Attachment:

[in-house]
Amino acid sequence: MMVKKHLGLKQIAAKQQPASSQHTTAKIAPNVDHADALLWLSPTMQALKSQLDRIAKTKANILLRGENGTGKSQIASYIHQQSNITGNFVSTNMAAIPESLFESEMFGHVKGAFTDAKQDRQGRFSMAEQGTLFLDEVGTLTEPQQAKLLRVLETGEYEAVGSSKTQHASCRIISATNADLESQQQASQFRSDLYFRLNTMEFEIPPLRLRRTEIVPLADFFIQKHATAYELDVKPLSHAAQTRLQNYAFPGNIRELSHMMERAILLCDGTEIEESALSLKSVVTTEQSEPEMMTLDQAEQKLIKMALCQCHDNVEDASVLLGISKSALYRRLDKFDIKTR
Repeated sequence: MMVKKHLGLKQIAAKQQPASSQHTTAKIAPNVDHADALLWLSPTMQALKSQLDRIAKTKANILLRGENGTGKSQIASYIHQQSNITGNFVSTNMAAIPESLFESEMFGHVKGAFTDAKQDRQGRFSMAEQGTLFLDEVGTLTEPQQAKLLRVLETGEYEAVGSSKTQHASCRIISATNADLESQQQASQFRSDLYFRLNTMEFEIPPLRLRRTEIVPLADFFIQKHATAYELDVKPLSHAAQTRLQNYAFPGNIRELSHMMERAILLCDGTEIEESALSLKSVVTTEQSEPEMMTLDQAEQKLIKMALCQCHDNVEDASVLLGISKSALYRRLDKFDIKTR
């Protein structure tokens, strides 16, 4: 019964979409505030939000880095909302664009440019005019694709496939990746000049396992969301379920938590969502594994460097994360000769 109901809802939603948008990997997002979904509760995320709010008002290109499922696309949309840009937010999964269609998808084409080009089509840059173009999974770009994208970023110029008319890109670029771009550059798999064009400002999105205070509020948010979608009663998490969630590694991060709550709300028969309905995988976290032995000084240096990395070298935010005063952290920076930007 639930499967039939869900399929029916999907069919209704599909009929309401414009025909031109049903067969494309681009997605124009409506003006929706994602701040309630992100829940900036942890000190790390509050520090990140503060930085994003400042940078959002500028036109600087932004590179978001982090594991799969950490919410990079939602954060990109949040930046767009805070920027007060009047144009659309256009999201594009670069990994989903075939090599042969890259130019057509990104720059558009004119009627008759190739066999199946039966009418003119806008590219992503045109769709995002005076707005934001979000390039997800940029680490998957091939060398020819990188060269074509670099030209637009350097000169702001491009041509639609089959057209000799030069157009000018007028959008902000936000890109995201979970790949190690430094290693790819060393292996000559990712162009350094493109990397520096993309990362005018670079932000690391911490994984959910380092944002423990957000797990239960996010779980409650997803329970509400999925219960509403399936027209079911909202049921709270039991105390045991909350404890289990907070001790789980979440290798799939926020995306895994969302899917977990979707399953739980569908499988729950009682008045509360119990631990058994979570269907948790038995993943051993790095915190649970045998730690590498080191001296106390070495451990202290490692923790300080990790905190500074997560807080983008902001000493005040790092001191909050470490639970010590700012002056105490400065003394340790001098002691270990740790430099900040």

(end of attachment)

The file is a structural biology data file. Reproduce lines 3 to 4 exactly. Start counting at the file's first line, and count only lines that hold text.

Repeated sequence: MMVKKHLGLKQIAAKQQPASSQHTTAKIAPNVDHADALLWLSPTMQALKSQLDRIAKTKANILLRGENGTGKSQIASYIHQQSNITGNFVSTNMAAIPESLFESEMFGHVKGAFTDAKQDRQGRFSMAEQGTLFLDEVGTLTEPQQAKLLRVLETGEYEAVGSSKTQHASCRIISATNADLESQQQASQFRSDLYFRLNTMEFEIPPLRLRRTEIVPLADFFIQKHATAYELDVKPLSHAAQTRLQNYAFPGNIRELSHMMERAILLCDGTEIEESALSLKSVVTTEQSEPEMMTLDQAEQKLIKMALCQCHDNVEDASVLLGISKSALYRRLDKFDIKTR
């Protein structure tokens, strides 16, 4: 019964979409505030939000880095909302664009440019005019694709496939990746000049396992969301379920938590969502594994460097994360000769 109901809802939603948008990997997002979904509760995320709010008002290109499922696309949309840009937010999964269609998808084409080009089509840059173009999974770009994208970023110029008319890109670029771009550059798999064009400002999105205070509020948010979608009663998490969630590694991060709550709300028969309905995988976290032995000084240096990395070298935010005063952290920076930007 639930499967039939869900399929029916999907069919209704599909009929309401414009025909031109049903067969494309681009997605124009409506003006929706994602701040309630992100829940900036942890000190790390509050520090990140503060930085994003400042940078959002500028036109600087932004590179978001982090594991799969950490919410990079939602954060990109949040930046767009805070920027007060009047144009659309256009999201594009670069990994989903075939090599042969890259130019057509990104720059558009004119009627008759190739066999199946039966009418003119806008590219992503045109769709995002005076707005934001979000390039997800940029680490998957091939060398020819990188060269074509670099030209637009350097000169702001491009041509639609089959057209000799030069157009000018007028959008902000936000890109995201979970790949190690430094290693790819060393292996000559990712162009350094493109990397520096993309990362005018670079932000690391911490994984959910380092944002423990957000797990239960996010779980409650997803329970509400999925219960509403399936027209079911909202049921709270039991105390045991909350404890289990907070001790789980979440290798799939926020995306895994969302899917977990979707399953739980569908499988729950009682008045509360119990631990058994979570269907948790038995993943051993790095915190649970045998730690590498080191001296106390070495451990202290490692923790300080990790905190500074997560807080983008902001000493005040790092001191909050470490639970010590700012002056105490400065003394340790001098002691270990740790430099900040």